Download Dancing on the Canon: Embodiments of Value in Popular Dance by S. Dodds PDF

By S. Dodds

Utilising a cultural thought procedure, this book explores the connection among well known dance and cost. It lines the moving worth platforms that underpin renowned dance scholarship and considers how diversified dancing groups articulate advanced expressions of judgment, importance and value via their embodied perform.

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Extra resources for Dancing on the Canon: Embodiments of Value in Popular Dance

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8 Sklar (2000, p. 70) identifies a nascent direction in dance studies, which she describes as ‘sociopolitical: it draws on the rapidly developing ideas and language of cultural studies’. Desmond (2000, p. 43) relates a similar account: ‘many scholars in dance studies have produced exciting new work by bringing to bear on their research those questions and methodologies that are loosely part of “cultural studies” ’. This raises the question why cultural studies has devoted so little attention to the study of popular dance.

His interest in definitional concepts of culture (which I take up in the following section) and the need to address contextual issues continues with The Long Revolution (1961). This book examines the impact of the media on British cultural life and deals not only with aesthetic questions, but also with institutional and ideological frameworks. Yet The Long Revolution also stands accused of promoting ‘idealist and civilizing’ definitions of culture (Hall, 1996a, p. 34). indd 31 5/23/2011 3:18:19 PM 32 Dancing on the Canon Although these foundational texts reproduce Leavisite perspectives, their impact on the field of cultural studies should not be underestimated.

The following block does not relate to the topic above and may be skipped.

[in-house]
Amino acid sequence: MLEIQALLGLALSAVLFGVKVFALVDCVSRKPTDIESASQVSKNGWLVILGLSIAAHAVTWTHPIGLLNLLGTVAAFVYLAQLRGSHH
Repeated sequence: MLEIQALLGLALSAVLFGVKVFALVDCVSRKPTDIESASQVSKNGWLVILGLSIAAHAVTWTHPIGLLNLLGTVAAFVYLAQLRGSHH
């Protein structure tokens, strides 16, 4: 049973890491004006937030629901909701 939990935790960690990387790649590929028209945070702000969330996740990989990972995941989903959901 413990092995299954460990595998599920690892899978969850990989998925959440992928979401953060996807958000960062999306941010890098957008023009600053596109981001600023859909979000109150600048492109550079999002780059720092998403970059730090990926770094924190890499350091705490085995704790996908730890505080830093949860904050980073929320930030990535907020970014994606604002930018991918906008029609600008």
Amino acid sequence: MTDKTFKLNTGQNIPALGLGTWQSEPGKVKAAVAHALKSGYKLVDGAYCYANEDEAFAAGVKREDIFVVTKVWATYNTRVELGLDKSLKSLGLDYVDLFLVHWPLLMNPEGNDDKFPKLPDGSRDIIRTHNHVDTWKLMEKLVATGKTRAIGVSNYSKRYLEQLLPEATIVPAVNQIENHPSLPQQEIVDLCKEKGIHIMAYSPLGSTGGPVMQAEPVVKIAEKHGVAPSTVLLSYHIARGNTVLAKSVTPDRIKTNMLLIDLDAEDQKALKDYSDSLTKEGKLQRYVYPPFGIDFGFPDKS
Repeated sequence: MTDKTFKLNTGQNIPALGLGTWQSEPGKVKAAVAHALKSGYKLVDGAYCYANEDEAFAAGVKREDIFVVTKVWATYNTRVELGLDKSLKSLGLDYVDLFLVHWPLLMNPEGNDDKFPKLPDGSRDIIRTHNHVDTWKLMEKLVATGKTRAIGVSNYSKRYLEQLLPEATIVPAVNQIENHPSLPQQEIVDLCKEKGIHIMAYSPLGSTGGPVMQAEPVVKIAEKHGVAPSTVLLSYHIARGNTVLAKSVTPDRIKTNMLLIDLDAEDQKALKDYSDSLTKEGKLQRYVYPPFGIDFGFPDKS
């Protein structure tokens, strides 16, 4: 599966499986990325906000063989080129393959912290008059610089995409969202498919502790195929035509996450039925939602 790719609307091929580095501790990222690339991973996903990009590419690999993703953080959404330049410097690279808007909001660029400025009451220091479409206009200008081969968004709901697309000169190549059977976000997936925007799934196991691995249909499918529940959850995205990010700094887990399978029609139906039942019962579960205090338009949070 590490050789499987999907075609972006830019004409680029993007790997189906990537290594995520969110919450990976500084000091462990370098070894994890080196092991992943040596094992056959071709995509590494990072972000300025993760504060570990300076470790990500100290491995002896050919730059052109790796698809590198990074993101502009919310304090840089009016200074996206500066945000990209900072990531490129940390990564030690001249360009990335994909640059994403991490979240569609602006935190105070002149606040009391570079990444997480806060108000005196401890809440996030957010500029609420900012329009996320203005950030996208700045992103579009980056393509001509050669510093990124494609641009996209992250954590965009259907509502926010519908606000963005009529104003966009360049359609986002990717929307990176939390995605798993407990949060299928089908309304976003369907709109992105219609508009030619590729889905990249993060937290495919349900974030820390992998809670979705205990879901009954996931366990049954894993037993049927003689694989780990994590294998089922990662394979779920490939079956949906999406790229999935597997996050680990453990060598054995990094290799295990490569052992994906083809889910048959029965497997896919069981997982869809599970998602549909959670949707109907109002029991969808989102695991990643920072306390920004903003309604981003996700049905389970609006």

Indd 38 5/23/2011 3:18:21 PM The Value(s) of Cultural Studies 39 white people that explains some of the irrational features of racism. (Brake, 1985, p. 18 While Brake refers to an ‘irrationality’ within this discourse, it is unclear whether his critique is aimed at an irrational fear of the superiority of the black body or at the contested relationship between the black body and a virile sexuality. The absence of movement analysis and the reduction of the dance to a functionalist expression continue in a brief reference to breakdancing as a form of ‘resistance’ (Brake, 1985, p.

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